How serendipitous that after seeing Thornton Wilder’s surrealistic 1942 play, The Skin of Our Teeth, performed brilliantly by Studio 58 at Langara College on Tuesday, I would listen to the lead character in Gustav Deutsch’s film, Shirley, Visions of Reality, read aloud from that very play the very next evening, at a screening of the film at VanCity Theatre.
The contrast between artistic styles could not be more dramatic. The rich cast of characters in Thorton’s play — the inventor George Antrobus, his wife, their maid Sabina, and several others, including woolly mammoths
and a dinosaur — stride across and slide down the roof of the Antrobus’s sinking house, commenting about the state of the nation, natural history, and the unseasonably cold weather. Seldom in the play does the action or dialogue slow down enough to produce anything like states of calm or serenity in the viewers, in great contrast to the experience of watching Deutsch’s Shirley, which proceeds slowly along, patiently, and minimalistically (if that’s a word) through sets that pass beautifully and meticulously for Edward Hopper paintings. One has to see Shirley to believe that Hopper’s paintings could be transposed into three-dimensional spaces with such perfection. It is within Hopper’s “Hotel Lobby” that Shirley is seated and reading from The Skin of Our Teeth in preparation for an audition for the part of Sabina.
The snail’s pace at which Shirley moves through America’s 20th century, from within Hopper painting to another, as Shirley muses on her life, her boyfriend, privacy and society, reflects or captures the remarkable stillness, thoughtfulness, and atemporality (or sense of stationary-ness, if I could put it that way), of Hopper’s images. Hopper was a still-life master.
By contrast, if one were to liken Wilder’s play to the style of a visual artist, it is surreal, busy like Hieronymus Bosch, and overtly self-reflective or self-conscious. Audience members are surprised when the maid tells them that she would prefer to deliver different lines and a director appears on stage to keep her in line. And this is where one wonderful commonality between The Skin of our Teeth and Shirley arises. The characters in Deutsch’s film move within paintings, each of which has the distinctive feel of a theatre set. Both pieces are consciously ‘staged’ — so, too, did Hamlet feel — and thus draw attention to space and form.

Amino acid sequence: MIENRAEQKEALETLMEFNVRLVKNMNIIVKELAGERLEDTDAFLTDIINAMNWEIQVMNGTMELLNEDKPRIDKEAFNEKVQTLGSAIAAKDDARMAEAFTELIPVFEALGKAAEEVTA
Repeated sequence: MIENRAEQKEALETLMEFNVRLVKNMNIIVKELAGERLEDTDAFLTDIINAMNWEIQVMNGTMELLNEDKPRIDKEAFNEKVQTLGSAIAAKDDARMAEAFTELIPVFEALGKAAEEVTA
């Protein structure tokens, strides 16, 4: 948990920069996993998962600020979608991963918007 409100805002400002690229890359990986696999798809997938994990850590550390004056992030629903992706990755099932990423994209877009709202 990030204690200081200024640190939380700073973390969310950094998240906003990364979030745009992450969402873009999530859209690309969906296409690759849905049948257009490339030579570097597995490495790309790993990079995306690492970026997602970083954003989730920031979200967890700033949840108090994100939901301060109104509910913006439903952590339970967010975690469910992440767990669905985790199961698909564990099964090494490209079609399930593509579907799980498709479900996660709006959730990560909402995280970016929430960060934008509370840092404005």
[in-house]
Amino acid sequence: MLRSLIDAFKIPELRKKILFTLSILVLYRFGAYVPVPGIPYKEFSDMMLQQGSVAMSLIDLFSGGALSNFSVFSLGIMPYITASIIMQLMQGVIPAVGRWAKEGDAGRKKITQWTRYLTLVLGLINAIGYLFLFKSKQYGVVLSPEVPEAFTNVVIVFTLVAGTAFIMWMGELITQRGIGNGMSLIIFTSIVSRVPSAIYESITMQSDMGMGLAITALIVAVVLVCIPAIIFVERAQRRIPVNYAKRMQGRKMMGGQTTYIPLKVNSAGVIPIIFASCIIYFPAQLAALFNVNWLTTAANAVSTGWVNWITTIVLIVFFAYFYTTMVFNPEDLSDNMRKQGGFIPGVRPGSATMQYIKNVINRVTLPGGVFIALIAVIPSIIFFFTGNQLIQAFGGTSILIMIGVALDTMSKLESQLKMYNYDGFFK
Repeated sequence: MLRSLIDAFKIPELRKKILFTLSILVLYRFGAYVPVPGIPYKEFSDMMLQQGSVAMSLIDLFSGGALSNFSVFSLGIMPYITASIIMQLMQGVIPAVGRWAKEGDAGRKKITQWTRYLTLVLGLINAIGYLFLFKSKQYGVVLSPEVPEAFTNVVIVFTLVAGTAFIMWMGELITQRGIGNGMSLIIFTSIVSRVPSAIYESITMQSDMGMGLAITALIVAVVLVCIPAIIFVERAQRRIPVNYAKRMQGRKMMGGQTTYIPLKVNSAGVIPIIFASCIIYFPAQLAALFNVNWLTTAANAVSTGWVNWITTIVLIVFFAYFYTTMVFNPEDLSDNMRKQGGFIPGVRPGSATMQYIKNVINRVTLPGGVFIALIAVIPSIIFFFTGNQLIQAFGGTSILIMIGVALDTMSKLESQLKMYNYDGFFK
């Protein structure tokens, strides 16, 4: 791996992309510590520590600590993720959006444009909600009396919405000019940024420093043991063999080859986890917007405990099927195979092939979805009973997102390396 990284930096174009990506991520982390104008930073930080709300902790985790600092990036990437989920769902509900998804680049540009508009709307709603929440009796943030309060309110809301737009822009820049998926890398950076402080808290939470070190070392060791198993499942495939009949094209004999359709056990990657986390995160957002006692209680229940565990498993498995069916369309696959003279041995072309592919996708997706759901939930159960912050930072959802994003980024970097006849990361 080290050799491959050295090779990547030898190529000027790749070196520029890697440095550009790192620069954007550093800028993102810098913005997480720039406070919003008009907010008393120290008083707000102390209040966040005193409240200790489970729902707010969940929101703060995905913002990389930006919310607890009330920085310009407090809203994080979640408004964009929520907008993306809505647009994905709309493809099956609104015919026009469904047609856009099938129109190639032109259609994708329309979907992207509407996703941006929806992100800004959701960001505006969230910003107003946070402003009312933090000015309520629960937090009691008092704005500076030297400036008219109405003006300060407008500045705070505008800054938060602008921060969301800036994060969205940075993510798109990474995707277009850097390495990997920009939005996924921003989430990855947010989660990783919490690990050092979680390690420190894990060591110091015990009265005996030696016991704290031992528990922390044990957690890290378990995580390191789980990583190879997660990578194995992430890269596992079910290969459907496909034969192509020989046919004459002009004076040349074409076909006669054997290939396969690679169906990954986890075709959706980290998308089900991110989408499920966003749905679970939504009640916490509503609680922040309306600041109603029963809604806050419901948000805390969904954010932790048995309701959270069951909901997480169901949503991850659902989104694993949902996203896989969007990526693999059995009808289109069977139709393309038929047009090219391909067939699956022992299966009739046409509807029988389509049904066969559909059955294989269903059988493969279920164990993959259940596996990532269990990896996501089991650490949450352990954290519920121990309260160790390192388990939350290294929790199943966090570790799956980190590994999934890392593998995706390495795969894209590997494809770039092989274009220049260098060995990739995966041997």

As for substance, there is an apt sense of human insignificance in Wilder’s play that is evoked in the silence and human isolation of Hopper’s paintings. Wilder’s play uncannily anticipates climate change (Atlantic City’s boardwalk is destroyed by an atypically powerful storm) and the sense that human beings will eventually join the dinosaurs as relics of natural history, despite our resilience to date. The characters are always slipping down the roof of Antrobus’s house and getting their footing again. Hopper’s paintings don’t show many human beings, but when they do, the figures are typically on level ground, alone or in modest company, and seated or standing in contemplation of the vast world outside, warmed by the sun’s rays passing indifferently by.